In January at the Lake Como Fish and Game Club near Syracuse, New York, Brian Carr beat out three dozen competitors in the annual ice-fishing derby, with 155 catches. The temperature that day was minus 30, and prize money for the top three anglers was $8, $6.50, and $5.
The Continuing Crisis
In Las Vegas in November thieves broke into the car of James Ross and Maryo Griffin just before they were to be married and stole, among other things, a cardboard box containing the ashes of Ross's first wife, Judy. Ross and Griffin had planned to scatter the ashes in the Grand Canyon, then marry in Las Vegas, dramatizing for Griffin the end of Ross's first marriage. Said Griffin, "They got Judy. I don't see how we can be married until we get Judy taken care of."
In January game wardens near Arambagh, India, finally managed to round up 50 renegade elephants that had gone on a rampage, trampling at least six people to death as they covered more than 250 miles. In two days the elephants could have reached Calcutta, where they might have done even more damage. The elephants couldn't be killed because they're an endangered species, but people used stones, spears, fires, and tribal drumbeats to head them off.
The Times of London reported in January that a recent feud in the southern French town of Pia was coming to a head. Animal-rights activist Joelle Cinca happens to live next door to one of France's top pornographic film producers, Gerard Menoud, who sometimes shoots sex scenes in his yard. Menoud claims that the noise made by the geese Cinca keeps in her garden gets onto his sound tracks; Cinca claims that the loud orgasms of Menoud's actresses have traumatized her geese.
Susan Franano, general manager of the Kansas City Symphony, suspended oboist Ken Lawrence in January after he made a "facetious response" to a complaint about him. Franano had told him that a horn player had complained that during a rehearsal for The Nutcracker Lawrence had passed gas in a loud manner, "creating an overpowering smell."
Officials at the Tokyo Sea Life Park aquarium reported in November that about 10 percent of its bluefin and yellowfin tuna have developed deformed faces because of the "stress" of swimming in a small tank. Large bumps have appeared on the faces of some fish; other fishes' eyes have become partially dislodged.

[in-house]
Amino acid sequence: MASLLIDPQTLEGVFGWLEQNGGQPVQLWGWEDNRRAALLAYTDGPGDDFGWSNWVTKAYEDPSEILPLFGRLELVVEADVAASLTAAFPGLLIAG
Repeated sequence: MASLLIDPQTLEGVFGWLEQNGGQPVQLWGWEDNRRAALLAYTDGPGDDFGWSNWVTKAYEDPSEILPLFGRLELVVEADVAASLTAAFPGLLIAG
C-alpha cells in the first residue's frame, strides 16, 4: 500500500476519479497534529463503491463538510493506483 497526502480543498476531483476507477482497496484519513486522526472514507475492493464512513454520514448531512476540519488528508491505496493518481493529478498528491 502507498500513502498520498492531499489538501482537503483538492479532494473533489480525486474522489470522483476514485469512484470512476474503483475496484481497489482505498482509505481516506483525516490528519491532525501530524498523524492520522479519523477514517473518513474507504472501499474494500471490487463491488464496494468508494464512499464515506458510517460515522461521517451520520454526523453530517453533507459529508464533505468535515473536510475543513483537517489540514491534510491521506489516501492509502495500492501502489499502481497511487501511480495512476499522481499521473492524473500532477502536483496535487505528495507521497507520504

In December Atlanta attorney Dennis Scheib stopped by the prosecutor's office on his way to court to represent a new client in a criminal case. Just outside the office he saw two officers chasing a man down the hall and joined in to help. After the man was handcuffed, Scheib learned he was the client he'd come to court to represent.
In January the government of Brazil reported an annual inflation rate for 1993 of 2,500 percent, and Yugoslavia reported that the cost of living rose 6 trillion percent over the year. In Belgrade a factory that manufactures steel springs paid its workers in live pigs rather than money. In Rio de Janeiro a survey sponsored by the weekly newsmagazine Isto E found that inflation was at least partly responsible for the diminished frequency of sexual relations in Brazil--from an average of three times a week to 1.6. Said a Sao Paulo psychotherapist, "You can't be a victim in the street and a hero in bed."
The wife of Peter Harrower was granted a divorce in Edinburgh, Scotland, in January after 46 years of marriage because Harrower cussed too much. Magistrate Nigel Thomson said the clinching factor was that Harrower's 21-month-old grandson had begun to cuss after being around him.
In December the Illinois Appellate Court postponed indefinitely the electric-shock therapy that had been prescribed for Lucille Austwick, 80. Lower courts had declared her mentally incompetent and had scheduled the therapy, but her guardian testified that when informed of the therapy she'd said, "That's ridiculous. If they want to do that, let them go shock themselves."
The Torrance, California, Daily Breeze reported in December that several parents were protesting the decision of an El Segundo, California, skateboard manufacturer to call itself "Bitch" and to feature a company logo of a man pointing a gun at the head of a woman. The newspaper reported that an employee who answered the phone at the company said the name and logo weren't designed to offend anyone. "It's called doing our own thing," he said. "It's the 90s."
A veterinarian in Berwick-Upon-Tweed, England, told the Associated Press in February that the cause of attrition among swans that have populated the River Tweed since medieval times is recent clean-water rules. Dr. David Rollo said the swans' main food--effluent from decaying barley--is no longer abundant in the river. And the Environmental Protection Agency recently ordered the city of San Diego to stop its cleanup of a portion of the Tijuana River because the efforts would cause irreparable harm to the "sewage-based ecology."
The Weirdo-American Community
Rachel Barton-Russell petitioned a court in Springfield, Oregon, in February for a ruling on the meaning of the state's law against corpse abuse. Her deceased husband, Donal Eugene Russell, had declared in his will that he wanted his skin used to make book covers for a collection of his poetry, but the state Mortuary and Cemetery Board claims that carrying out the request could make a funeral home liable for corpse abuse.
Least Competent Person
In Fort Lauderdale in February accused murderer Donald Leroy Evans, 38, filed a pretrial motion asking permission to wear a Ku Klux Klan robe in the courtroom and to be referred to in legal documents by "the honorable and respected name of Hi Hitler." According to courthouse employees interviewed by the Associated Press, Evans didn't realize Adolph Hitler's followers were saying "Heil, Hitler."
Art accompanying story in printed newspaper (not available in this archive): illustration/Shawn Belschwender.